Child health organizations argue for maintaining DACA protections

In a brief filed with the U.S. Supreme Court, several child health organizations argued that the Trump Administration’s plans to rescind DACA protections would cut off access to reliable health care for thousands of children in California. 

By some estimates more than 72,000 children across the state could lose their health care. California is home to more DACA recipients than any other state, according to the Center for American Progress. 


Get the latest state-specific policy intelligence for the health care sector delivered to your inbox.


While unauthorized immigrants, including DACA recipients, are not eligible for coverage under the Affordable Care Act, one survey found that almost 60 percent of individuals eligible for DACA had obtained health insurance through their employers. Should DACA be rescinded, according to the brief, its recipients will lose their authorization to work.

Employers would likely terminate individuals as they lose work authorization, leading to job loss along with loss of health coverage. Job losses may also result in coverage losses for their children, who are often U.S.-born citizens.

In addition to the potential for health care to be lost in tandem with employment, former DACA recipients might also be less likely to seek medical care due to fear of deportation.

In spite of the fact that citizen-children have the right to health care, their parents may avoid encounters with providers for fear of discovery,” said researchers Luis H Zayas and Laurie Cook Heffron.”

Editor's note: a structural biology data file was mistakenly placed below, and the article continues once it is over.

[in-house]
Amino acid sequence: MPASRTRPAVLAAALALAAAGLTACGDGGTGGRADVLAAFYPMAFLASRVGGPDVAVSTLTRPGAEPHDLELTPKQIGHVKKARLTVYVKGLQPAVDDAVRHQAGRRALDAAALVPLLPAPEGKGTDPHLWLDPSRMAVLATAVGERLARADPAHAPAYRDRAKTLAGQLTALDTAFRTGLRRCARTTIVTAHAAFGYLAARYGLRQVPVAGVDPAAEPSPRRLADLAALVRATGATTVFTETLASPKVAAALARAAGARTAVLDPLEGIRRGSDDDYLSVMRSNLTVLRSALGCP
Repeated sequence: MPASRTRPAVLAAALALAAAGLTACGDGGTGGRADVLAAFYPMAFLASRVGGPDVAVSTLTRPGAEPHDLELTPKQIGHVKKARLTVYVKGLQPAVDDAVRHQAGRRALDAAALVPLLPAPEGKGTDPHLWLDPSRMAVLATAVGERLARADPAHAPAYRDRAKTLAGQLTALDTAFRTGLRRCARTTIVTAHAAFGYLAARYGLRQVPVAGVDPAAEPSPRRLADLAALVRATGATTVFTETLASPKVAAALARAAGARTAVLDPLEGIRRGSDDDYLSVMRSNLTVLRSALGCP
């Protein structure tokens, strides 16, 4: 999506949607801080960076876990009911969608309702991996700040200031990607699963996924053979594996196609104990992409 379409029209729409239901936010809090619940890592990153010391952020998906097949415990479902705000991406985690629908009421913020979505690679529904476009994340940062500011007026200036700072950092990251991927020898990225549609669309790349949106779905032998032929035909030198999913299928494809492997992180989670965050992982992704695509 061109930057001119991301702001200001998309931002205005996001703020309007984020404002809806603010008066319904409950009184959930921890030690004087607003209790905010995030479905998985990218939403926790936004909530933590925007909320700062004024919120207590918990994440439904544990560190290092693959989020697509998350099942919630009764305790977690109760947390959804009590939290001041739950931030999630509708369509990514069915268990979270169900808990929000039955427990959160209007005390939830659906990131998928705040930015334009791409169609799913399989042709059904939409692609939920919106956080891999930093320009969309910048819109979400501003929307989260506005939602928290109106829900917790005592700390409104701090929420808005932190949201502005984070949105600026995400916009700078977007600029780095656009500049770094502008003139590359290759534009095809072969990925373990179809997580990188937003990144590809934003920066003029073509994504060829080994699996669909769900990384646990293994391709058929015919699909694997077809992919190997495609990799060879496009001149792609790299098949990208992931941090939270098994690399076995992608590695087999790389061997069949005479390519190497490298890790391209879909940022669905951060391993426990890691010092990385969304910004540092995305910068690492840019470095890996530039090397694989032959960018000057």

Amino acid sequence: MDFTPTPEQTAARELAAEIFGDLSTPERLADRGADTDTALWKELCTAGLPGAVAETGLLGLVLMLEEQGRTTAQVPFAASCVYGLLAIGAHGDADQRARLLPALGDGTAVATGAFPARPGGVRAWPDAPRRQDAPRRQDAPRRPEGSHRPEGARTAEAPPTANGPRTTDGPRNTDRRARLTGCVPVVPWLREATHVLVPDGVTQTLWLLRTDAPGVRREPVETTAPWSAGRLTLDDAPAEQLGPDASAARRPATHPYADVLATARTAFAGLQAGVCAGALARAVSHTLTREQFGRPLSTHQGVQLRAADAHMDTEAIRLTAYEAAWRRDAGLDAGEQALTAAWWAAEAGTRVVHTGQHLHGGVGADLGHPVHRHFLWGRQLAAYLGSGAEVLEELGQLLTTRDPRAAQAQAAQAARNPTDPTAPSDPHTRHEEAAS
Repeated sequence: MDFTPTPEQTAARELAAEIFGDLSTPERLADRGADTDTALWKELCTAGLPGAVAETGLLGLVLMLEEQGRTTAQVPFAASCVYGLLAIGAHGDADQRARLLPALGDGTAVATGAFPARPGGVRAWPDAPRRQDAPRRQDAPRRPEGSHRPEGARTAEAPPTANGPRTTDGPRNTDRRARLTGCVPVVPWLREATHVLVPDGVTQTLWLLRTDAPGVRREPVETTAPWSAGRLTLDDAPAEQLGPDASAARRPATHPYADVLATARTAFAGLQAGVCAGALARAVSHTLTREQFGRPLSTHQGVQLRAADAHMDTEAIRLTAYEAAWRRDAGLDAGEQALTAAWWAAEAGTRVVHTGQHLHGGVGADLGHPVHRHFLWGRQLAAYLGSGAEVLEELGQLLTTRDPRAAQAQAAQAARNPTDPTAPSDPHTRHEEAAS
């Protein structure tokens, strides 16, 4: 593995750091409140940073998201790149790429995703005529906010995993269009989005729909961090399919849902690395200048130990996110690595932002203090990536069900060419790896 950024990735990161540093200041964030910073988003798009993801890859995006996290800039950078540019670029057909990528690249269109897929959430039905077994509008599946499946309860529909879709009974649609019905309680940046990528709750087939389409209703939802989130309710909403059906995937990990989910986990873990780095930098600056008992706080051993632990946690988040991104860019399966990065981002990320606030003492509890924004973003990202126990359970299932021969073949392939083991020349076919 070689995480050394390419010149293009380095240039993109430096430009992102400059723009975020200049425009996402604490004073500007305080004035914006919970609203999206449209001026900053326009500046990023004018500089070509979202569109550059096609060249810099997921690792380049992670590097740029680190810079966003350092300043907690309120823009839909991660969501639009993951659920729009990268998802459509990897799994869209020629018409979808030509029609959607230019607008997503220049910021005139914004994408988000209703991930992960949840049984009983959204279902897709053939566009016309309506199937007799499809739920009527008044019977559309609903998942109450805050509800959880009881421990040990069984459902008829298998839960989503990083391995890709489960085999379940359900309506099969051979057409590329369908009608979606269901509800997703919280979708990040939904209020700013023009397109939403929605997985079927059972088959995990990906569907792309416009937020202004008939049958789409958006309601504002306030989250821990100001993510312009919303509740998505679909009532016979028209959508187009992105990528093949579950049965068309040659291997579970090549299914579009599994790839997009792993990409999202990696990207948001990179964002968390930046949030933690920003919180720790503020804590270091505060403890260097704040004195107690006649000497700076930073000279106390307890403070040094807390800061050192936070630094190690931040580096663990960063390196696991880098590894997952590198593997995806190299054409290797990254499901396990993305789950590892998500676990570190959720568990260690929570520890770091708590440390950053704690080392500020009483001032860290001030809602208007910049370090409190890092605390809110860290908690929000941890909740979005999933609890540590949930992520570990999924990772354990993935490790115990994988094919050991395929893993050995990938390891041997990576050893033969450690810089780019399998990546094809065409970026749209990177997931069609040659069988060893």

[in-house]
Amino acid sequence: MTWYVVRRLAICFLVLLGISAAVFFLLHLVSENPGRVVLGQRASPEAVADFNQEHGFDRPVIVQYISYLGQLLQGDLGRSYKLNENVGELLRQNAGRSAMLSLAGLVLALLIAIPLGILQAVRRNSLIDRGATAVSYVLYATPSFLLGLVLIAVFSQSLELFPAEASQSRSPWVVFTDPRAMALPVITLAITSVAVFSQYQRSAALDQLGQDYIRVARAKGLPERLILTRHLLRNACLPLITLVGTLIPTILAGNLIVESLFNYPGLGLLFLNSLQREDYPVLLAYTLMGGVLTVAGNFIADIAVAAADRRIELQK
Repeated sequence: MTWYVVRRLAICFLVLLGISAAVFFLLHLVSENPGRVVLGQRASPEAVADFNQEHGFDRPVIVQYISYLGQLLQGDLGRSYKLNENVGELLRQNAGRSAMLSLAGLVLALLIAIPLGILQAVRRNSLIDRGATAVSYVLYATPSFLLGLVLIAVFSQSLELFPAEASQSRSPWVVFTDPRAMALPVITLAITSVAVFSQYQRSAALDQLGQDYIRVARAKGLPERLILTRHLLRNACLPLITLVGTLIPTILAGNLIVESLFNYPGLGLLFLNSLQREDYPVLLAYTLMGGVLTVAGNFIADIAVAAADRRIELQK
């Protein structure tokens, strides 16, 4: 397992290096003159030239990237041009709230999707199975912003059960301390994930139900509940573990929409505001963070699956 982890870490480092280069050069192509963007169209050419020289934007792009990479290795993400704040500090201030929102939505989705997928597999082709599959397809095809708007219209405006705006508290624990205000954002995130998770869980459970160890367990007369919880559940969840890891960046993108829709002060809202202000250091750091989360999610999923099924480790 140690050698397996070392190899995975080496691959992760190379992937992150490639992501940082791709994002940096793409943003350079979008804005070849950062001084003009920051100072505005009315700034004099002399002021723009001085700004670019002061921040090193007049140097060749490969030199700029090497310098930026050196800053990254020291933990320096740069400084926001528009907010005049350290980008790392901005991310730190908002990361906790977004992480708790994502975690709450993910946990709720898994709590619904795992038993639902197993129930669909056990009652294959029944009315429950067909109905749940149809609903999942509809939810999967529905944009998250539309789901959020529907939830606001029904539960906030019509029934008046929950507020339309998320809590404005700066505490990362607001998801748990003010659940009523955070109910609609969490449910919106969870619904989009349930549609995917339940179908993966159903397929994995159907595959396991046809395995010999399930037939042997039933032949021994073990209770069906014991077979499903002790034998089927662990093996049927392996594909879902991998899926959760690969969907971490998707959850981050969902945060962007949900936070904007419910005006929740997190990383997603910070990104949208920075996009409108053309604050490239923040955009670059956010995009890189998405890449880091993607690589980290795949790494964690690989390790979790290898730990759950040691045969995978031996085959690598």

As stated by experts quoted in the brief, undocumented immigrants make fewer visits to health care providers as a result of increased fears over intensified immigration enforcement measures. In one study, the Urban Institute found that one-seventh of adults immigrants reported avoiding non-cash public benefits during the past year due to concerns about their immigration status. 

“A political climate that tolerates migration criminalization rhetoric has served to create what’s been called a chilling effect—reduction, due to fear rather than eligibility changes, in the number of undocumented immigrants willing to interact with staff at public agencies or enroll themselves or their children in health plans or other benefits”, said Dr. Isha Marina Di Bartolo of Cooper Health.

Not only do gaps in coverage lead to negative outcomes, the brief also states that a lack of consistent treatment for children has been linked to increased health care costs.